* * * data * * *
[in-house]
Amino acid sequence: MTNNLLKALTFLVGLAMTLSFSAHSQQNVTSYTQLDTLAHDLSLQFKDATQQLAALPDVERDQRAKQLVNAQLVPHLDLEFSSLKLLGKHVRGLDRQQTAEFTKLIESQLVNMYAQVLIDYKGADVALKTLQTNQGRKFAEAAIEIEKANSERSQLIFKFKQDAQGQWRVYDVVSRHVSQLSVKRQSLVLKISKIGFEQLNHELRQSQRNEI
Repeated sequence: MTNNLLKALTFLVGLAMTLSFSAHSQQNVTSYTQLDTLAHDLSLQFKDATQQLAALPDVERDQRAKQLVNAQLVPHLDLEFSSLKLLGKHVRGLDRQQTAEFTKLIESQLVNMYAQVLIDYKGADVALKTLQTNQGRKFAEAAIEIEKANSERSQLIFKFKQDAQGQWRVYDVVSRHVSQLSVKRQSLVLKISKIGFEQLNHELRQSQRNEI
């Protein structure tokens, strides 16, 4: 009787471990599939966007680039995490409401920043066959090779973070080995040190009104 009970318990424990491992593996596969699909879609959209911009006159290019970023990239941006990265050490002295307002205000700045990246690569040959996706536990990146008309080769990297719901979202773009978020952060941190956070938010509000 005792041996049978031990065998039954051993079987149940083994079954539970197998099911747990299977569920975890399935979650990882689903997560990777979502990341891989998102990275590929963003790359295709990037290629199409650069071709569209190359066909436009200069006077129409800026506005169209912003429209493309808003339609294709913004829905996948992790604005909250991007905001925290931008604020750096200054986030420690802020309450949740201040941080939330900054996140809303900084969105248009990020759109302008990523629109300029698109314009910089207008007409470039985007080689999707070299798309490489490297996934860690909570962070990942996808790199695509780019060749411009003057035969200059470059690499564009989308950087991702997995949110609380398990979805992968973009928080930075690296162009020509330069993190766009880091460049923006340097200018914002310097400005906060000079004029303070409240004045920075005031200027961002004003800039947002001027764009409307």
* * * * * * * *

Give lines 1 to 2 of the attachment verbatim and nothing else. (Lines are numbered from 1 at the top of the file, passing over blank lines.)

[in-house]
Amino acid sequence: MTNNLLKALTFLVGLAMTLSFSAHSQQNVTSYTQLDTLAHDLSLQFKDATQQLAALPDVERDQRAKQLVNAQLVPHLDLEFSSLKLLGKHVRGLDRQQTAEFTKLIESQLVNMYAQVLIDYKGADVALKTLQTNQGRKFAEAAIEIEKANSERSQLIFKFKQDAQGQWRVYDVVSRHVSQLSVKRQSLVLKISKIGFEQLNHELRQSQRNEI